(In reply to Stig-Ørjan Smelror from comment #11)
> People can, like you, download it from the website if they want to run it.
Maybe a relevant note should be added to the errata of the next Mageia.
Something along the lines:
IceApe (Seamonkey) is no longer available in Mageia. Users can download and run the latest version from the www.seamonkey-project.org website.
A backup of the profiles folder MUST be taken in advance. Other precaution must also be taken due to major changes in the source code. See the seamonkey-project.org for more details.
To run Seamonkey, download the appropriate compressed file (tar.bz2); unpack it; and run the "seamonkey" executable file. For more information, see... https://www.seamonkey-project.org/doc/install-and-uninstall#install_linux
The installation description is needed, because, people like me, might find no rpm file and think they cannot install Seamonkey.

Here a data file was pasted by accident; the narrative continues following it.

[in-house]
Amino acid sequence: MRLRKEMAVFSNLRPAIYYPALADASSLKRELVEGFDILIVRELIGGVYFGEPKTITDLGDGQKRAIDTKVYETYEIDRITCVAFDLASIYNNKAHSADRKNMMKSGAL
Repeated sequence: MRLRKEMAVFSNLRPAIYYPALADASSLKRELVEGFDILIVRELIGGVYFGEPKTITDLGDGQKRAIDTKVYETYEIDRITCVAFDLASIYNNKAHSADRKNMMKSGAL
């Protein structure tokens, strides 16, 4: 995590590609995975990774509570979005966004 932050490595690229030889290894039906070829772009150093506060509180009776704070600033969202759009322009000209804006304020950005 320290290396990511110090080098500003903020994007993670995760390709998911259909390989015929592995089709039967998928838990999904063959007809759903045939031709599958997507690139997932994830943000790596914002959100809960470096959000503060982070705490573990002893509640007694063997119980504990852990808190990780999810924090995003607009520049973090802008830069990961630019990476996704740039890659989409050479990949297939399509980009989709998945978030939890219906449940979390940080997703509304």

An example of root installation might also be added in the wiki of Mageia. And how to create a .desktop file for Seamonkey and where that file should be placed, so as to show up in all users window managers' menus.
Also, I have to say this, again, accusations are thrown against good software. It seems to have become a trend in this Bugzilla. It makes you wonder...
Is it a weakness of character? (blame the others so we can look good)
Is it hypocrisy, in order to justify the decision? (put them down before the execution)
Or are there other motives?
(In reply to nikos papadopoulos from comment #16)
> Also, I have to say this, again, accusations are thrown against good
> software. It seems to have become a trend in this Bugzilla.
This is unjustified. What other packages did you have in mind?